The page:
U.S. Moves to Reverse Protections for Atlantic Bluefin Tuna

NOAA should keep Gulf of Mexico rules, which have helped minimize bycatch

U.S. Moves to Reverse Protections for Atlantic Bluefin Tuna

Bluefin tuna

Atlantic bluefin tuna, sales of which reach $800 million a year, are under threat, with the western stock severely depleted because of unsustainable management.

Manfred Bortoli

In a disappointing turn of events for a severely depleted stock, fishery managers have taken an initial step to eliminate proven protections for western Atlantic bluefin tuna in the Gulf of Mexico. The new proposal could abolish conservation-minded requirements governing fishing gear and closure areas during peak spawning periods.

The western Atlantic bluefin is one of the fastest and most commercially valuable fish in the sea. But its population has suffered a severe decline after decades of overfishing and mismanagement. Today, its population is a little more than half of what is was in 1974, when it was already depleted, and experts expect international quotas agreed to last year by the International Commission for the Conservation of Atlantic Tunas (ICCAT) to bring further decline. Even under the best management, the stock would have a difficult time recovering, in part because bluefin are slow to grow and reproduce. When they are fished relentlessly, recovery is nearly impossible.

That threat is particularly severe in the Gulf of Mexico, the only known major spawning area for western bluefin. U.S. fishermen using surface longline fishing gear to target yellowfin tuna and swordfish also indiscriminately catch and kill more than 80 types of other marine life incidentally, including western bluefin. More than half of all bluefin caught on Gulf longlines die before they are brought to the boat. Protecting spawning bluefin in the Gulf is critical to their recovery.

After years of deliberating, the National Oceanic and Atmospheric Administration (NOAA) began to improve protections for spawning bluefin in 2011 by requiring Gulf surface longline fishermen to use thinner, weaker hooks year-round that straighten to release large bluefin before they die of exhaustion on the line. That change has reduced dead discards of bluefin tuna in the Gulf by almost 75 percent.

In 2015, NOAA added comprehensive management measures that included establishing two new Gulf of Mexico gear restricted areas (GRAs) totaling nearly 27,000 square miles in which the use of surface longlines is prohibited during peak bluefin spawning in April and May. Since the GRAs took effect, the average annual number of bluefin hooked on longline gear has declined by 82 percent during closure periods, proving that the measures work.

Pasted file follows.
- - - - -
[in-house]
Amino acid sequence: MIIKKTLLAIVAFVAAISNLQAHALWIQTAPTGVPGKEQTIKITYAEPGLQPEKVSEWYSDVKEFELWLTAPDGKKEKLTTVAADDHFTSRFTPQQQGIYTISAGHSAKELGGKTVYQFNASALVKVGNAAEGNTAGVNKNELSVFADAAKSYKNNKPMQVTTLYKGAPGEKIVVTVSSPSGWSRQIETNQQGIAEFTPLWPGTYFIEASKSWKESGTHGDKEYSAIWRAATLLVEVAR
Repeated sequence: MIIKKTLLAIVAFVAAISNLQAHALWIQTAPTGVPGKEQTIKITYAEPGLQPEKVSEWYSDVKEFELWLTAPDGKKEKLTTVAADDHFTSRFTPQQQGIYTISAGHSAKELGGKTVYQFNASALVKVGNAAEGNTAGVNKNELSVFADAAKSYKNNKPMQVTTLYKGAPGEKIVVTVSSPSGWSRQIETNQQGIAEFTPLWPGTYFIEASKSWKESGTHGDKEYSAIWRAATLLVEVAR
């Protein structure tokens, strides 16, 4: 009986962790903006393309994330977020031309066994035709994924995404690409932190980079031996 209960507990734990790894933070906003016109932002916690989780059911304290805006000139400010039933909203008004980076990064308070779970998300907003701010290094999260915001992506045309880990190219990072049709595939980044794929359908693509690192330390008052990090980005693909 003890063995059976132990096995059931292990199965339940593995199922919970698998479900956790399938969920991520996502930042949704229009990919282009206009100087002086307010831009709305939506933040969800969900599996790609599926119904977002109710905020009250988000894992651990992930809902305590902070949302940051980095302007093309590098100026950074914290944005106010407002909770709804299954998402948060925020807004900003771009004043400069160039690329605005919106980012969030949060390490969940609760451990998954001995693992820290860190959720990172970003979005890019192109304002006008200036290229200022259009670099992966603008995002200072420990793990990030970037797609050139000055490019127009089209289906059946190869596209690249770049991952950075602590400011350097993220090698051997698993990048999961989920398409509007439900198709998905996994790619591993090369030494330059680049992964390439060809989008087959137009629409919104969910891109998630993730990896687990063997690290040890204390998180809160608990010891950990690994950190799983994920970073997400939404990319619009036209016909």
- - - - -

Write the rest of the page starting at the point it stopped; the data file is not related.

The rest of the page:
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There’s no reason for NOAA to rescind the much-needed GRAs and weak hook requirement, which have proved more successful than anticipated. In 2016, landings of Gulf fishermen’s prized catch, yellowfin tuna, were 38 percent higher than when the GRAs went into effect. In addition, restoration dollars from the Deepwater Horizon oil spill are supporting Gulf longline vessels in using more selective, alternative fishing gear to help reduce the wasteful incidental catch of bluefin.

With ICCAT struggling to get it right on bluefin, NOAA proved that it can implement smart, U.S.-based measures that protect spawning bluefin and help the population recover. It is premature and ill-advised to roll back spawning protections for Atlantic bluefin. NOAA must stay the course.

Fishing line

Longline hooks such as these are baited and fed into the water, hundreds at a time. All manner of marine life takes the bait, and in the case of the Gulf surface longline fishery for yellowfin tuna and swordfish this led to high levels of bluefin bycatch before NOAA enacted new rules in 2015.

Thomas Wheatley/The Pew Charitable Trusts

Rachel Hopkins manages The Pew Charitable Trusts’ global tuna work and Thomas Wheatley manages its ocean conservation efforts in the Gulf of Mexico.

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